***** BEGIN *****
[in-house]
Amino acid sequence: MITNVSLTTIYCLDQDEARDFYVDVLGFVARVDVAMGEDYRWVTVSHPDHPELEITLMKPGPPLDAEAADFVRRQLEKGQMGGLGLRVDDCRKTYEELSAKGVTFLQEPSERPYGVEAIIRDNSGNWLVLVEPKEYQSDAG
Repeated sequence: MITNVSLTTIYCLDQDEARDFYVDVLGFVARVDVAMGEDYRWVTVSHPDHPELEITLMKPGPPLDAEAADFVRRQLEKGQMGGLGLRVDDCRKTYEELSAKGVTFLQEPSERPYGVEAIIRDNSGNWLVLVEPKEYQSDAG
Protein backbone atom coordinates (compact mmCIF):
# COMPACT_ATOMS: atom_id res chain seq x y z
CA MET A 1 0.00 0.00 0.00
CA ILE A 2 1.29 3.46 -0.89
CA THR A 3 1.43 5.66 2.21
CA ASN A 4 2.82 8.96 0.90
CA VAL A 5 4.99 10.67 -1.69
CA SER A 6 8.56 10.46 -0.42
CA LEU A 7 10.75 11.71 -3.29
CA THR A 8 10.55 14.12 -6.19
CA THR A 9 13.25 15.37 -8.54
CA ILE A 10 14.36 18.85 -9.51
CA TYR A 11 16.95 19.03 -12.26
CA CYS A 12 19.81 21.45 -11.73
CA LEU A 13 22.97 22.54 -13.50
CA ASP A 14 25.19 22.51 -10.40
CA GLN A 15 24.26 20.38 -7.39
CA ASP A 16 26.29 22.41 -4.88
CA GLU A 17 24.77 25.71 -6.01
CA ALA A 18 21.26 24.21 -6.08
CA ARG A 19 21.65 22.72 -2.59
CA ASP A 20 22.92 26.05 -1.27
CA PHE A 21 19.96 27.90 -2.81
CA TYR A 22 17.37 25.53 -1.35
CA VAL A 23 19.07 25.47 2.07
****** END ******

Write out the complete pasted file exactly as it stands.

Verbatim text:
[in-house]
Amino acid sequence: MITNVSLTTIYCLDQDEARDFYVDVLGFVARVDVAMGEDYRWVTVSHPDHPELEITLMKPGPPLDAEAADFVRRQLEKGQMGGLGLRVDDCRKTYEELSAKGVTFLQEPSERPYGVEAIIRDNSGNWLVLVEPKEYQSDAG
Repeated sequence: MITNVSLTTIYCLDQDEARDFYVDVLGFVARVDVAMGEDYRWVTVSHPDHPELEITLMKPGPPLDAEAADFVRRQLEKGQMGGLGLRVDDCRKTYEELSAKGVTFLQEPSERPYGVEAIIRDNSGNWLVLVEPKEYQSDAG
Protein backbone atom coordinates (compact mmCIF):
# COMPACT_ATOMS: atom_id res chain seq x y z
CA MET A 1 0.00 0.00 0.00
CA ILE A 2 1.29 3.46 -0.89
CA THR A 3 1.43 5.66 2.21
CA ASN A 4 2.82 8.96 0.90
CA VAL A 5 4.99 10.67 -1.69
CA SER A 6 8.56 10.46 -0.42
CA LEU A 7 10.75 11.71 -3.29
CA THR A 8 10.55 14.12 -6.19
CA THR A 9 13.25 15.37 -8.54
CA ILE A 10 14.36 18.85 -9.51
CA TYR A 11 16.95 19.03 -12.26
CA CYS A 12 19.81 21.45 -11.73
CA LEU A 13 22.97 22.54 -13.50
CA ASP A 14 25.19 22.51 -10.40
CA GLN A 15 24.26 20.38 -7.39
CA ASP A 16 26.29 22.41 -4.88
CA GLU A 17 24.77 25.71 -6.01
CA ALA A 18 21.26 24.21 -6.08
CA ARG A 19 21.65 22.72 -2.59
CA ASP A 20 22.92 26.05 -1.27
CA PHE A 21 19.96 27.90 -2.81
CA TYR A 22 17.37 25.53 -1.35
CA VAL A 23 19.07 25.47 2.07